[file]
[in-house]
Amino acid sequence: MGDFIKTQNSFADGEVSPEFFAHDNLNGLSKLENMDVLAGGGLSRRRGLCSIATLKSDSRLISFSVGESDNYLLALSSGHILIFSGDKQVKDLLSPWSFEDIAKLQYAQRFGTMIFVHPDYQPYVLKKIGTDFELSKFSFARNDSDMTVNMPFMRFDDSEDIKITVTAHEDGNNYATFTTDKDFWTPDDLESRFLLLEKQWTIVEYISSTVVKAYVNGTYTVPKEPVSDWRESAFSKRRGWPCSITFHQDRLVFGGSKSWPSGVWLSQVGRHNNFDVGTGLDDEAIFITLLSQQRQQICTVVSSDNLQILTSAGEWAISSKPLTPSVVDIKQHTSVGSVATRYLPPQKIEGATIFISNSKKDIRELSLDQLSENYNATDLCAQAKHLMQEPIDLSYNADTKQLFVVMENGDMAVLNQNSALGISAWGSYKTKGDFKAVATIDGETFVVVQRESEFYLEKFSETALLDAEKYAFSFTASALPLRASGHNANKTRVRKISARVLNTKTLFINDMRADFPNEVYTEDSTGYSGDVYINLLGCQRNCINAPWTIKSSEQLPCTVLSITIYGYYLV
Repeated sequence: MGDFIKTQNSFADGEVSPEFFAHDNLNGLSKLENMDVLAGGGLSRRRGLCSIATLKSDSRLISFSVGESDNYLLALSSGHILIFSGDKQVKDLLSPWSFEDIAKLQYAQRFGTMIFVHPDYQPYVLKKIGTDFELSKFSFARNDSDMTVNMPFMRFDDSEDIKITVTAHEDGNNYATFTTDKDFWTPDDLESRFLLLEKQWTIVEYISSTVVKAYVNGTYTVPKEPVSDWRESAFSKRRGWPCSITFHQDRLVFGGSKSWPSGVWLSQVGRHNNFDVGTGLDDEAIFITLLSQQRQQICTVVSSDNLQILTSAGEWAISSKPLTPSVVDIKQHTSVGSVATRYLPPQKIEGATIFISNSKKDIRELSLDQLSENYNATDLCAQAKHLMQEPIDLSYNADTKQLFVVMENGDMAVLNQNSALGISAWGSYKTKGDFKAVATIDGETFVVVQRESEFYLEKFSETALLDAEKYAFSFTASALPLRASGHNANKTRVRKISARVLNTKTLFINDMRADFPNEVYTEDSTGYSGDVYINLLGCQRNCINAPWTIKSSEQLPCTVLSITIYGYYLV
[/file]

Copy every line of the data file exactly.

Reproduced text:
[in-house]
Amino acid sequence: MGDFIKTQNSFADGEVSPEFFAHDNLNGLSKLENMDVLAGGGLSRRRGLCSIATLKSDSRLISFSVGESDNYLLALSSGHILIFSGDKQVKDLLSPWSFEDIAKLQYAQRFGTMIFVHPDYQPYVLKKIGTDFELSKFSFARNDSDMTVNMPFMRFDDSEDIKITVTAHEDGNNYATFTTDKDFWTPDDLESRFLLLEKQWTIVEYISSTVVKAYVNGTYTVPKEPVSDWRESAFSKRRGWPCSITFHQDRLVFGGSKSWPSGVWLSQVGRHNNFDVGTGLDDEAIFITLLSQQRQQICTVVSSDNLQILTSAGEWAISSKPLTPSVVDIKQHTSVGSVATRYLPPQKIEGATIFISNSKKDIRELSLDQLSENYNATDLCAQAKHLMQEPIDLSYNADTKQLFVVMENGDMAVLNQNSALGISAWGSYKTKGDFKAVATIDGETFVVVQRESEFYLEKFSETALLDAEKYAFSFTASALPLRASGHNANKTRVRKISARVLNTKTLFINDMRADFPNEVYTEDSTGYSGDVYINLLGCQRNCINAPWTIKSSEQLPCTVLSITIYGYYLV
Repeated sequence: MGDFIKTQNSFADGEVSPEFFAHDNLNGLSKLENMDVLAGGGLSRRRGLCSIATLKSDSRLISFSVGESDNYLLALSSGHILIFSGDKQVKDLLSPWSFEDIAKLQYAQRFGTMIFVHPDYQPYVLKKIGTDFELSKFSFARNDSDMTVNMPFMRFDDSEDIKITVTAHEDGNNYATFTTDKDFWTPDDLESRFLLLEKQWTIVEYISSTVVKAYVNGTYTVPKEPVSDWRESAFSKRRGWPCSITFHQDRLVFGGSKSWPSGVWLSQVGRHNNFDVGTGLDDEAIFITLLSQQRQQICTVVSSDNLQILTSAGEWAISSKPLTPSVVDIKQHTSVGSVATRYLPPQKIEGATIFISNSKKDIRELSLDQLSENYNATDLCAQAKHLMQEPIDLSYNADTKQLFVVMENGDMAVLNQNSALGISAWGSYKTKGDFKAVATIDGETFVVVQRESEFYLEKFSETALLDAEKYAFSFTASALPLRASGHNANKTRVRKISARVLNTKTLFINDMRADFPNEVYTEDSTGYSGDVYINLLGCQRNCINAPWTIKSSEQLPCTVLSITIYGYYLV